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F-35 Chief Lays Out Biggest Development Risks

February 10, 2016 (Photo Credit: Samuel King Jr., Eglin Air Force Base)

WASHINGTON – Ahead of a fast-approaching deadline for the US Air Force to declare its variant of the F-35 joint strike fighter operational this summer, the general in charge of the program laid out the biggest risks ahead in development of the fifth-generation fighter jet.  

During a roundtable with reporters Wednesday, Lt. Gen. Chris Bogdan, head of the F-35 joint program office (JPO), stressed that the Pentagon and industry team are making great strides. The team has completed 80 percent of the plane’s system development and demonstration (SDD) program, he said.

Meanwhile, the JPO is in final negotiations with contractor Lockheed Martin on the ninth and tenth batches of the jet, and expects to get the unit cost down to the target of $80 to $85 million by 2019.

Beyond 2019, Bogdan expects the price-per-jet to come down even more as the program adds international customers and generates additional savings with an expected bulk purchase starting in FY19 through FY21. This so-called “block buy” could yield well over $2 billion in savings over three years for the 14 international partners, Bogdan said.

But despite progress in maturing the program and bringing down the cost, Bogdan still sees several areas of risk before the Air Force declares initial operational capability with its F-35A models on Aug. 1. Overall, there are 419 deficiencies in the SDD program the JPO must mitigate, he said.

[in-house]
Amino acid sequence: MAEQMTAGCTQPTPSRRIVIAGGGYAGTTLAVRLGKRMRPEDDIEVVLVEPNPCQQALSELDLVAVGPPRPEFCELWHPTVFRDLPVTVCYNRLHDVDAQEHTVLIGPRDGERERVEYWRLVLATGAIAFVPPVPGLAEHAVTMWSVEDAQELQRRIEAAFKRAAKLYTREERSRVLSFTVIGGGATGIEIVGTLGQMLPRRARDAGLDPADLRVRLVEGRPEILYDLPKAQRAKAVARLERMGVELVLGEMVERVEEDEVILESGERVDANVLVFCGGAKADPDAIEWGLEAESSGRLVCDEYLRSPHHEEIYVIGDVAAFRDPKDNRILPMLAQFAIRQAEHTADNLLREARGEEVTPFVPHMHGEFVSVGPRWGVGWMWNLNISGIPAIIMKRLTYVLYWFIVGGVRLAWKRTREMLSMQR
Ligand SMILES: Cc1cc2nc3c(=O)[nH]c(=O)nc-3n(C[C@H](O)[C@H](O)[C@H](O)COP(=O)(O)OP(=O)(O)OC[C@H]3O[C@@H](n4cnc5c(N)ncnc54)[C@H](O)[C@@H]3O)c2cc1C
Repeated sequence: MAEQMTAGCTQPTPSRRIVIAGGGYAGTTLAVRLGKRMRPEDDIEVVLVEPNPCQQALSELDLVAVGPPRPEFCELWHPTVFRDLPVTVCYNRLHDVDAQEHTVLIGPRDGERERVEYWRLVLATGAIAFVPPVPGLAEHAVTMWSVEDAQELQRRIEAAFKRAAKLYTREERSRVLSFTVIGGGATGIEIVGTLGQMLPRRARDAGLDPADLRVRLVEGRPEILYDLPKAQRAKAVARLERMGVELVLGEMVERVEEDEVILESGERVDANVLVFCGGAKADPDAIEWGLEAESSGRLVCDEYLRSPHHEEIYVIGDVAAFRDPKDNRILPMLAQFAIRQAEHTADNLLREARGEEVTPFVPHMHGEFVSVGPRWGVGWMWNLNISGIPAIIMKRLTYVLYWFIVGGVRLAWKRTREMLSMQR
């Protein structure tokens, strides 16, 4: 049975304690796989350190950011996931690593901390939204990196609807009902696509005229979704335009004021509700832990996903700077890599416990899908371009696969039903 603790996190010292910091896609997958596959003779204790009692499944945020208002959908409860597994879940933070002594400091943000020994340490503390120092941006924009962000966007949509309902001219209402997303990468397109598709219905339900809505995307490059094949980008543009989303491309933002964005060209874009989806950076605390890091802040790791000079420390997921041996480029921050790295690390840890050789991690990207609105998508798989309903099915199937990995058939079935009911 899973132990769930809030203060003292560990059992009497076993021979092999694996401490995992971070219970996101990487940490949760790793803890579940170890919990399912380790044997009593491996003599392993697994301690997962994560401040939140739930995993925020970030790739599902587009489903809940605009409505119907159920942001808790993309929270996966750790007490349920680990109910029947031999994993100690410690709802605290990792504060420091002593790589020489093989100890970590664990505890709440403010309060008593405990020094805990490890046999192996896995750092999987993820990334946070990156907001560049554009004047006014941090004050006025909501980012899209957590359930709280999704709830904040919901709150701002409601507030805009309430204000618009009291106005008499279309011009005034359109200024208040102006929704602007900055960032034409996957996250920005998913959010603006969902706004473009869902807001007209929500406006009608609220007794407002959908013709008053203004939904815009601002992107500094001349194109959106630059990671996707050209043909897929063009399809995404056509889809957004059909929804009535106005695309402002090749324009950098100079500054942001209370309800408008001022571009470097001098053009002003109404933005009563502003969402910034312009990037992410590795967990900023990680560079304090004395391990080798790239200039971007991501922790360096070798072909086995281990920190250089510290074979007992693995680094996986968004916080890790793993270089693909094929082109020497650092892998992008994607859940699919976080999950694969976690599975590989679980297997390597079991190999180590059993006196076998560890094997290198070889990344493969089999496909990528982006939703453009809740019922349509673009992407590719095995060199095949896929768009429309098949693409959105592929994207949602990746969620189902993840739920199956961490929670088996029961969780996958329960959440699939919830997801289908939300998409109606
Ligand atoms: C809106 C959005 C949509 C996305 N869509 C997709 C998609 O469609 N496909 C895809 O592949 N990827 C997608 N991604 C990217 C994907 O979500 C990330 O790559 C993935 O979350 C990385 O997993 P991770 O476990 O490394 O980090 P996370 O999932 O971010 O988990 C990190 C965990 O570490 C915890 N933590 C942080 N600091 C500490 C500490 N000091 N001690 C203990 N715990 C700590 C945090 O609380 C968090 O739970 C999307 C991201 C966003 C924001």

Autonomic Logistics Information System

For the F-35 program, the number one area of risk is the Autonomic Logistics Information System (ALIS), Bogdan said. ALIS is the backbone to the F-35 fleet, designed as a kind of internal diagnostic system that tracks the health of each part of each plane worldwide.

As the JPO updates ALIS by way of new increments, the team is still trying to fix many of the original problems, Bogdan said.

“We’re adding significant capability to ALIS at the same time trying to fix many of the things that we didn’t get fixed when we first deployed it,” Bogdan said. “It is a software-intensive system that connects to almost every piece of the F-35 program.”

The Pentagon’s director of operational test and evaluation also raised concern about ALIS in his annual report, particularly regarding cyber deficiencies.

“[ALIS] continues to struggle in development with deferred requirements, late and incomplete deliveries, high manpower requirements, multiple deficiencies requiring work-arounds, and a complex architecture with likely [but largely untested] cyber deficiencies,” Michael Gilmore wrote in his annual report.

The JPO aims to field the next increment, ALIS 2.02, on time, followed by ALIS 3.0 18 months to two years later, Bogdan said.

Software Development